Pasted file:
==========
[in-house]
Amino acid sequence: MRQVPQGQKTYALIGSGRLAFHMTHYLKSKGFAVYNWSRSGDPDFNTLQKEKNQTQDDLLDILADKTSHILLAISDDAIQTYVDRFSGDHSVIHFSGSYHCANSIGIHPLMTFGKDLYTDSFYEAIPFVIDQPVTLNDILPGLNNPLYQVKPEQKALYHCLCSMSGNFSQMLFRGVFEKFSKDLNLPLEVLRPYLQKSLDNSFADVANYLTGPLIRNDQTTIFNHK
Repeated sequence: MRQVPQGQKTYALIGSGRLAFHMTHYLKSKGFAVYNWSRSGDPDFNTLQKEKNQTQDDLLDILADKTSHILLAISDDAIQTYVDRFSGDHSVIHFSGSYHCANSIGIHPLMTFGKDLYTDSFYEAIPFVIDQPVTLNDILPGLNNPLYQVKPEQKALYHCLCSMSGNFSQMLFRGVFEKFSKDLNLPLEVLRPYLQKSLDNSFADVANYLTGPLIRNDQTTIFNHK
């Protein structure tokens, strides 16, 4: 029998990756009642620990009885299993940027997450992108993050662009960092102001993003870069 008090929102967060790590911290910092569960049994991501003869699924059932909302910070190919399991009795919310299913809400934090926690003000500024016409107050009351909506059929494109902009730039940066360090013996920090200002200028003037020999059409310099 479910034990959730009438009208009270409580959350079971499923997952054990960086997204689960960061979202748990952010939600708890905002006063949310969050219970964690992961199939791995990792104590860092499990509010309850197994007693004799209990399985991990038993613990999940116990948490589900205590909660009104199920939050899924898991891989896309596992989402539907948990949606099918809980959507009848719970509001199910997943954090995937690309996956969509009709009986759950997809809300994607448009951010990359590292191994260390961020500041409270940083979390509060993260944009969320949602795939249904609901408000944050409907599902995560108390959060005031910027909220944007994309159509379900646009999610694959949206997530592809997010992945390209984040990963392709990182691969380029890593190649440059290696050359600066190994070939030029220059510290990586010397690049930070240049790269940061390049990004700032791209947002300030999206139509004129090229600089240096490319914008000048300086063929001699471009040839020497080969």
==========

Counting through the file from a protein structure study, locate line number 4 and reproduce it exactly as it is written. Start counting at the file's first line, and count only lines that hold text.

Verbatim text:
């Protein structure tokens, strides 16, 4: 029998990756009642620990009885299993940027997450992108993050662009960092102001993003870069 008090929102967060790590911290910092569960049994991501003869699924059932909302910070190919399991009795919310299913809400934090926690003000500024016409107050009351909506059929494109902009730039940066360090013996920090200002200028003037020999059409310099 479910034990959730009438009208009270409580959350079971499923997952054990960086997204689960960061979202748990952010939600708890905002006063949310969050219970964690992961199939791995990792104590860092499990509010309850197994007693004799209990399985991990038993613990999940116990948490589900205590909660009104199920939050899924898991891989896309596992989402539907948990949606099918809980959507009848719970509001199910997943954090995937690309996956969509009709009986759950997809809300994607448009951010990359590292191994260390961020500041409270940083979390509060993260944009969320949602795939249904609901408000944050409907599902995560108390959060005031910027909220944007994309159509379900646009999610694959949206997530592809997010992945390209984040990963392709990182691969380029890593190649440059290696050359600066190994070939030029220059510290990586010397690049930070240049790269940061390049990004700032791209947002300030999206139509004129090229600089240096490319914008000048300086063929001699471009040839020497080969």